Letters to the Editor

Taxes help fund vital programs | LETTER TO THE EDITOR

To the editor:

Anger about the state of affairs locally, and nationally, then voting the "scoundrels" out is not going to remedy the economic and employment crisis that our society is experiencing. If you are angry or reacting to radio and television pundits, negative campaign ads or emotional rhetoric, please consider sitting back to think through candidate platforms. Think about how they best address and serve our communities and what the consequences of their implementation might be.

Let’s take, for example, the Island County commissioner race between John Dean and Kelly Emerson.

I want to focus on the 1/10th of 1 percent sales tax that was approved by our county commissioners, two of whom were Republican. They did so because state funds to provide human services were being severely cut and the Legislature provided a means for individual counties to step up and assist people who were falling through the cracks. It is interesting to note that more than 300 community members were involved in the development of the programs and more than 150 people attended public hearings where no one spoke against these services or tax.

According to a recent newspaper article, Ms. Emerson thinks these services are a failure and would like to repeal the program. She apparently believes that this would be of greater benefit to our community.

As a member of the Island County Advisory Committee for Mental Health and Substance Abuse, I know that Ms. Emerson has never spoken with the county program directors, or visited any site associated with these services. John Dean sees these programs as being integral to his effectiveness as a commissioner and essential to the well being of our community.

Programs and services funded through this small tax include the school-based mental health program which is serving all four school districts. This program provided individual and group services to more than 5,000 students last year. The mental health professionals in the schools provided almost 600 hours of mental health consultation to school staff and provided crisis intervention to more than 200 students.

The vulnerable adult program, which is staffed by a part-time person, receives most of their referrals from law enforcement. The staff person works with individuals who are not eligible for other services and, by taking referrals from law enforcement, reduces their work load. The program serves 10 or more individuals a month.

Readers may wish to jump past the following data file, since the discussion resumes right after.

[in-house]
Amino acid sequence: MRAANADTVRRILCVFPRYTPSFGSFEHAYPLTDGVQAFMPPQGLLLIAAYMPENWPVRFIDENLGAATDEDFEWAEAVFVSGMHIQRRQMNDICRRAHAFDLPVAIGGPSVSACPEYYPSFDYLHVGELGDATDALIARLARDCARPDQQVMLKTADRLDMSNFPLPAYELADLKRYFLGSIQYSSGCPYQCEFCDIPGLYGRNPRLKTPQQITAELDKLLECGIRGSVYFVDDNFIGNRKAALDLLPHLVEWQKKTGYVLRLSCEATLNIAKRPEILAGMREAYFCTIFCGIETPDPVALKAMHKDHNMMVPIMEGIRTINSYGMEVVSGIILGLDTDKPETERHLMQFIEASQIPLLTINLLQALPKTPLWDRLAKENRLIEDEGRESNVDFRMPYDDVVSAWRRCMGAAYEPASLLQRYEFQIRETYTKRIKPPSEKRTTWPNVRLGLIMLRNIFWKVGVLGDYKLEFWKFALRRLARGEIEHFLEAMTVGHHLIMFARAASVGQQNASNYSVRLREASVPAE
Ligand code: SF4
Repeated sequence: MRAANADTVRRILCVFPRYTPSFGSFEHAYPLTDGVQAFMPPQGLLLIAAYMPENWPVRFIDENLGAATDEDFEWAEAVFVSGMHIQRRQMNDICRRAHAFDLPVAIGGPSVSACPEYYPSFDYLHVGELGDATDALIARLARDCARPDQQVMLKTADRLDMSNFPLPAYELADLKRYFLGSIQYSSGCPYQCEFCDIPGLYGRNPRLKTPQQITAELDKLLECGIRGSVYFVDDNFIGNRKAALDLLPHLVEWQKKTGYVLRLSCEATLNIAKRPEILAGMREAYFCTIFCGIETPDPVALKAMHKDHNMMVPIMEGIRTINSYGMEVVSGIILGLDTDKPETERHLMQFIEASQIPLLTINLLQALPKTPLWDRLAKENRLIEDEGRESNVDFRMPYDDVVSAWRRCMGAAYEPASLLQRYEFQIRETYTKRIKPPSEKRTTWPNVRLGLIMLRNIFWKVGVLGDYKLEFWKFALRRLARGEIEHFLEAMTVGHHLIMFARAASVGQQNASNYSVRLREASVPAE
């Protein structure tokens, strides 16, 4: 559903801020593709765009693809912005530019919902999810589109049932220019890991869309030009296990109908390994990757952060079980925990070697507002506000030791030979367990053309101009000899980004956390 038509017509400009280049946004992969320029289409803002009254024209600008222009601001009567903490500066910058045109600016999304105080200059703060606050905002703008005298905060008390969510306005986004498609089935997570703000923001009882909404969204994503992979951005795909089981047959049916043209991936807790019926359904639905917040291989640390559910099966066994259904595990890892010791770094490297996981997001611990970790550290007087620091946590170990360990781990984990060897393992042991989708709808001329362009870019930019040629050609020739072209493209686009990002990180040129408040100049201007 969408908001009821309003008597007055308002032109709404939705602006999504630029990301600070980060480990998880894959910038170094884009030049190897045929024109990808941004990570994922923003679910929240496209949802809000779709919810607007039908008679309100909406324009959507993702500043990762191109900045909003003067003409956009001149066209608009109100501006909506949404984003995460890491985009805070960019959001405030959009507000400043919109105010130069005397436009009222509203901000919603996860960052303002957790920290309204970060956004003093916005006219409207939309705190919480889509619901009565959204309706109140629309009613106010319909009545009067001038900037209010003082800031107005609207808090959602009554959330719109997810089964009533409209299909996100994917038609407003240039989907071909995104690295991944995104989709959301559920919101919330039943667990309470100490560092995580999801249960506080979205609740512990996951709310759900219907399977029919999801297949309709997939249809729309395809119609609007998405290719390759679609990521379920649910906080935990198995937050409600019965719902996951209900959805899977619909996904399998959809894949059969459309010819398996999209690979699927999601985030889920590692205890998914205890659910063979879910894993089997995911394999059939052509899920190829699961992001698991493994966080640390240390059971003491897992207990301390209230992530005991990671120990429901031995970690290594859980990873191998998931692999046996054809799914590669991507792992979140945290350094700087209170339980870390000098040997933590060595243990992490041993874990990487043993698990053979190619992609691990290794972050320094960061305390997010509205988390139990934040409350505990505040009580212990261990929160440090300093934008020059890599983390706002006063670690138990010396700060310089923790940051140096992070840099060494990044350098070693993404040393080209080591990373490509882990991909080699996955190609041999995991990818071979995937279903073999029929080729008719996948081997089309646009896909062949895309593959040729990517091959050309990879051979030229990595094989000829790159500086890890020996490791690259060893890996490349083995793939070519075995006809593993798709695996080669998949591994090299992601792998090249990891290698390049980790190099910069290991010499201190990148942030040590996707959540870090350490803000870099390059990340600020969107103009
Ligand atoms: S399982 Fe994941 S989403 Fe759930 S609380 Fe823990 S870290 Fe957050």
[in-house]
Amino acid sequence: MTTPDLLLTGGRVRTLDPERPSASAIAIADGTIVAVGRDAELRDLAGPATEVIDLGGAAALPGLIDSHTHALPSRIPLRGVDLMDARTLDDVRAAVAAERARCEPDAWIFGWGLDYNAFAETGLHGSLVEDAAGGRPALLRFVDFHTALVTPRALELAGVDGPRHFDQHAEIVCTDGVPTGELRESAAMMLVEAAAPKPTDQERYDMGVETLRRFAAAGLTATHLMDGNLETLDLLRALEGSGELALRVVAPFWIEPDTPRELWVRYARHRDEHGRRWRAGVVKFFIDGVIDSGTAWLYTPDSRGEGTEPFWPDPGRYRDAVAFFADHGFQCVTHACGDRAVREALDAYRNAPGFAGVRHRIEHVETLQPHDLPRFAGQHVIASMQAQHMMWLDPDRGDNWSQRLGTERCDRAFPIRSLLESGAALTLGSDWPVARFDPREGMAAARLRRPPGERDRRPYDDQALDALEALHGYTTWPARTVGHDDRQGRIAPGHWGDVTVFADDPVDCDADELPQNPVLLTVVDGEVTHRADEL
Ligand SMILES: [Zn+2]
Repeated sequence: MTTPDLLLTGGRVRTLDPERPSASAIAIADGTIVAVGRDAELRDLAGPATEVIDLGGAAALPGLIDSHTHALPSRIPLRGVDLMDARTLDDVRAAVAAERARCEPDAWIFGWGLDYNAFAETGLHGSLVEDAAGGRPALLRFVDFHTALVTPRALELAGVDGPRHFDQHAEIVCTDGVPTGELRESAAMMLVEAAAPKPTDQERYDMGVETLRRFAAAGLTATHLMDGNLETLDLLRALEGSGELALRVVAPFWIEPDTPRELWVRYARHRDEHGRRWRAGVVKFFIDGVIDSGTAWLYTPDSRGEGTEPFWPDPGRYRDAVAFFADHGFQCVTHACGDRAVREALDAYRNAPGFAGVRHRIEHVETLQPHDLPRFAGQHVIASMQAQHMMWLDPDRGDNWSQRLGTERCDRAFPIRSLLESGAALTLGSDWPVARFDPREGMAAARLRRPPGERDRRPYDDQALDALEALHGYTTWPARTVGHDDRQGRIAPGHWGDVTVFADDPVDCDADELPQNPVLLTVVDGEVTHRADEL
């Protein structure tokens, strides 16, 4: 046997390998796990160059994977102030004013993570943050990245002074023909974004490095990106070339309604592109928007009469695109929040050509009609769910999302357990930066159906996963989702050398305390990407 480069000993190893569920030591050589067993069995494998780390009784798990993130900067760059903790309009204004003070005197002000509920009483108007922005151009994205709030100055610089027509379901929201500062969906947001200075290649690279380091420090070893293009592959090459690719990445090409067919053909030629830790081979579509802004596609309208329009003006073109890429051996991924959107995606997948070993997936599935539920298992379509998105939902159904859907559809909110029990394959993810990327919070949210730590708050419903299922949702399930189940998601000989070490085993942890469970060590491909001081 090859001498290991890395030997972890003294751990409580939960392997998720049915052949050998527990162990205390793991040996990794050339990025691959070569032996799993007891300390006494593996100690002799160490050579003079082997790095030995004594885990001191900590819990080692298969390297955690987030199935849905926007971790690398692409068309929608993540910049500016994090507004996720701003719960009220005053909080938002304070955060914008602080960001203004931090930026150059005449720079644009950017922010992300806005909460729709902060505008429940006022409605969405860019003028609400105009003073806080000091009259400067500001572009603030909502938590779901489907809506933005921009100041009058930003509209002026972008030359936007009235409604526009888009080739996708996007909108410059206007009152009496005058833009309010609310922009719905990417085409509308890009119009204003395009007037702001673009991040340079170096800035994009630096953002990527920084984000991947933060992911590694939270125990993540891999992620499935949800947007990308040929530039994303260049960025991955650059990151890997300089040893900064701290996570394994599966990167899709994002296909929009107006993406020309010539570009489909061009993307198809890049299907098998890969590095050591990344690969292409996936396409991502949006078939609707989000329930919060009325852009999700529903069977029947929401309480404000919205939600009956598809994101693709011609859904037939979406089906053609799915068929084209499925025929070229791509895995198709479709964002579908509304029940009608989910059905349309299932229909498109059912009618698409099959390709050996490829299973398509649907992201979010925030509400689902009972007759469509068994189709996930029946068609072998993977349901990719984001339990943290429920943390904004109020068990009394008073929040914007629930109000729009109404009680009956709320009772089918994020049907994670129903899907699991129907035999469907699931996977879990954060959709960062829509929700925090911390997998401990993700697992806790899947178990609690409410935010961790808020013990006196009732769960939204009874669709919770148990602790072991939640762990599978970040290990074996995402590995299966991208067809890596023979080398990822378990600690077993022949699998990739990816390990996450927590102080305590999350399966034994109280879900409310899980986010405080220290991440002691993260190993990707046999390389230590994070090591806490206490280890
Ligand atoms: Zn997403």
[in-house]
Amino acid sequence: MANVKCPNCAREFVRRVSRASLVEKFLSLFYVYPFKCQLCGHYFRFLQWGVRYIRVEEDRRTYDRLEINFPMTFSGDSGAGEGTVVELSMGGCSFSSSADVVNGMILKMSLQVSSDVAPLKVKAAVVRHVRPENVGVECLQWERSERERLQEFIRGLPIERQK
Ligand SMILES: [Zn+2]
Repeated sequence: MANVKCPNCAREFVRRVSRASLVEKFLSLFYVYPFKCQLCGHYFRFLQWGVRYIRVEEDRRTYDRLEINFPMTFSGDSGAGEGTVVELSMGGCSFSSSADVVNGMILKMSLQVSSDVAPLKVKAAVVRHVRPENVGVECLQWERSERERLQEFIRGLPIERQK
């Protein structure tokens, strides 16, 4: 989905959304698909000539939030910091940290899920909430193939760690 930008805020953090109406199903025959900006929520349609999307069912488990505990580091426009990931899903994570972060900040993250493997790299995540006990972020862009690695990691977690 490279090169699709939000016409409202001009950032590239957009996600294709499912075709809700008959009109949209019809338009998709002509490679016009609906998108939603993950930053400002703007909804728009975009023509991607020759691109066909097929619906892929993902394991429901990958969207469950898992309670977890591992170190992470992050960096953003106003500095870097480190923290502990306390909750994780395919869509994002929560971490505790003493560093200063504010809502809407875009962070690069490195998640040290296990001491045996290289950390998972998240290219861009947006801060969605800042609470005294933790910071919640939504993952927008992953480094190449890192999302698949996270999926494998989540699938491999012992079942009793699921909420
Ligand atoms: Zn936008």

The newest program started this past April and provides mental health counseling for those who don’t qualify for publically funded mental health services and/or don’t have insurance. The human services department has contracts with 20 private therapists, who take clients for far less than they usually charge, and to date has served more than 80 individuals. Additionally, these funds help support youth and adult drug courts and family therapeutic court.

We read, and hear through the media, that many people are angry and are voting for candidates they think will lower taxes and end government as we know it.

When I apply that reasoning to the 1/10 of 1 percent sales tax, what I see is thousands of people being cast out into our local communities without a lifejacket. Remember, people receiving these services are your friends and neighbors and kids living down the street from you. Not only will their lives be negatively affected, not only will they suffer, but we will all be severely affected. Our communities will be less safe and the costs for addressing problems at a crisis stage will increase the use of law enforcement, emergency room care, the court system and other expensive resources.

As you question candidates’ positions, I think you may find that many of the proposed ideas in this season’s election will have a long-term negative impact, costing more over time, and severely diminishing the quality of life for people and the environment. Thank you for your careful consideration of these issues.

Jan Pickard

Coupeville

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